Last week, a congressional report was scheduled to be released that confirms "hundreds of contacts between the White House and the now disgraced Abramoff and his colleagues" including nearly 100 with the president's right hand, Karl Rove. (LA Times) With all the fuss and focus on e-mails and instant messages sent by a Florida congressman to an underaged male page, nobody seems to have noticed the findings of a report by the House Government Reform Committee which comes after scrutiny of no fewer than "14,000 pages of e-mails and other documents obtained from Abramoff's law firm" that document that the fallen lobbyist had 400 contacts with Bush's inner circle between 2001 and 2004. (LA Times).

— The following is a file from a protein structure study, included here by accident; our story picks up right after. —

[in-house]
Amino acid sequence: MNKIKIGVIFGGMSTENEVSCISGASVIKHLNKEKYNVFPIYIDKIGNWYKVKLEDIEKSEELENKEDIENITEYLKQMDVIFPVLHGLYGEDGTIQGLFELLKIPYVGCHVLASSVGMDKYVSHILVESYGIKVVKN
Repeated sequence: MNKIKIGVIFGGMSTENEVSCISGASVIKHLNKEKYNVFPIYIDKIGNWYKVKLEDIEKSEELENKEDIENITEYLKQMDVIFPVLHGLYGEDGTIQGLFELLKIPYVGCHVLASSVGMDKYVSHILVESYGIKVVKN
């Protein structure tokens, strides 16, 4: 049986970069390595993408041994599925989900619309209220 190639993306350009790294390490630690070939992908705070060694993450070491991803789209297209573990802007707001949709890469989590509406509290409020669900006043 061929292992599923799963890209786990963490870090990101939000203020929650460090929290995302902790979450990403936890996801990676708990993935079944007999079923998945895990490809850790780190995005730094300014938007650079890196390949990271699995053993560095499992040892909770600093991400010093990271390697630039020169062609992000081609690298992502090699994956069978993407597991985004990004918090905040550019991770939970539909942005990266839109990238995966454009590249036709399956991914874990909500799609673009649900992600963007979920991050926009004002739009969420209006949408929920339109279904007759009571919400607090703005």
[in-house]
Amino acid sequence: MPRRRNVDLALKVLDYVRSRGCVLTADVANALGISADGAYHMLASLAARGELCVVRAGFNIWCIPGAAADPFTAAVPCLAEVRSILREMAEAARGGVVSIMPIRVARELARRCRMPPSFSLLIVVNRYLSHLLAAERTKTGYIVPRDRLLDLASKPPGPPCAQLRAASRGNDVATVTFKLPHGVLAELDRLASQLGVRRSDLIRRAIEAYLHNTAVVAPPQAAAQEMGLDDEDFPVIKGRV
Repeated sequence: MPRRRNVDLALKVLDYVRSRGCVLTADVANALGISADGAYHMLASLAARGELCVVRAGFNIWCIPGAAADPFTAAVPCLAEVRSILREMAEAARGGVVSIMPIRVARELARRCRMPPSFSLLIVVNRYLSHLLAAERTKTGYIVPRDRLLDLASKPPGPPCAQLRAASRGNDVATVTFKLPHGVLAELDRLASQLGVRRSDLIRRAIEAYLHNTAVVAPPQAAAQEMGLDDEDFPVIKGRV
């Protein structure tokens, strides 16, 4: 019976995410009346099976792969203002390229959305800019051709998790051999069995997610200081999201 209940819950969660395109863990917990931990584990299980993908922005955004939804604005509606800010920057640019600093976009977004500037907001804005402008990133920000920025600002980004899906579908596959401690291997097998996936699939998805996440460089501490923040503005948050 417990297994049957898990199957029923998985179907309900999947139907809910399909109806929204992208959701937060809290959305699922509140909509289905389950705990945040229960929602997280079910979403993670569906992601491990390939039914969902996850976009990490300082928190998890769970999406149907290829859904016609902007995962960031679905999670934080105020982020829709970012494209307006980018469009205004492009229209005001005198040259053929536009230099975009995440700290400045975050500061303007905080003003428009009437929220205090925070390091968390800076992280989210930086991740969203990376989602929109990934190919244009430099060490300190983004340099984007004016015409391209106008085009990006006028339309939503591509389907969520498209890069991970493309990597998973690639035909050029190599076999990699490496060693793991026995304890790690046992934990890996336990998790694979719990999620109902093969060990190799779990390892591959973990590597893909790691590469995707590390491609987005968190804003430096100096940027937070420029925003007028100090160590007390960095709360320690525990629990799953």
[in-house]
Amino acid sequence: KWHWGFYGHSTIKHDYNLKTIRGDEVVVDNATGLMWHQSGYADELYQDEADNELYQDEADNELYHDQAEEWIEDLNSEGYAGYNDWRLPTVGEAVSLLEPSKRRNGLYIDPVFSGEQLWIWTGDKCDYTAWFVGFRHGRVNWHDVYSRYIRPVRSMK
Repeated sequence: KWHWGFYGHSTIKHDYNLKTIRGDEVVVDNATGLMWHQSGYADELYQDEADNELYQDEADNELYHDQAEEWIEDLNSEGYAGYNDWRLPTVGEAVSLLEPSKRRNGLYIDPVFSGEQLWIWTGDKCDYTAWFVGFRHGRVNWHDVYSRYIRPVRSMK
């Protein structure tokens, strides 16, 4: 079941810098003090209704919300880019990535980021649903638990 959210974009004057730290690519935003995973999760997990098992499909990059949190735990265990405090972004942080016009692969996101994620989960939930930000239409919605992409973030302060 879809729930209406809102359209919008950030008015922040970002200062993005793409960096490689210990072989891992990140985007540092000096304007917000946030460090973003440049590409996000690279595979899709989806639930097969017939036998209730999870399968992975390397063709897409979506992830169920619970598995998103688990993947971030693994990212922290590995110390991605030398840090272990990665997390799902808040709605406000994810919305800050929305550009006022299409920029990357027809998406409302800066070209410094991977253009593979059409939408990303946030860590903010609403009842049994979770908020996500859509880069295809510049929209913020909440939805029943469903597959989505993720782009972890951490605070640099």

Capping their months' long investigation by the Republican-controlled House, the report offers "an unusually detailed glimpse into a sordid subculture of fraud and attempted influence peddling." (LAT) Indeed, but who cares about a "sordid subculture" that tries to corrupt, subvert, and buy elections when we have more captivating "sordid," and salacious things to contemplate, and salivate over, like an attempted seduction in cyberspace,
Yes, yes, yes, instant messaging 16 year old boys is scandalous, and in this land founded, and peopled, by card-carrying Puritans, one is not at all surprised that the corruption that gets the most spin is the kind that sells the most newspapers.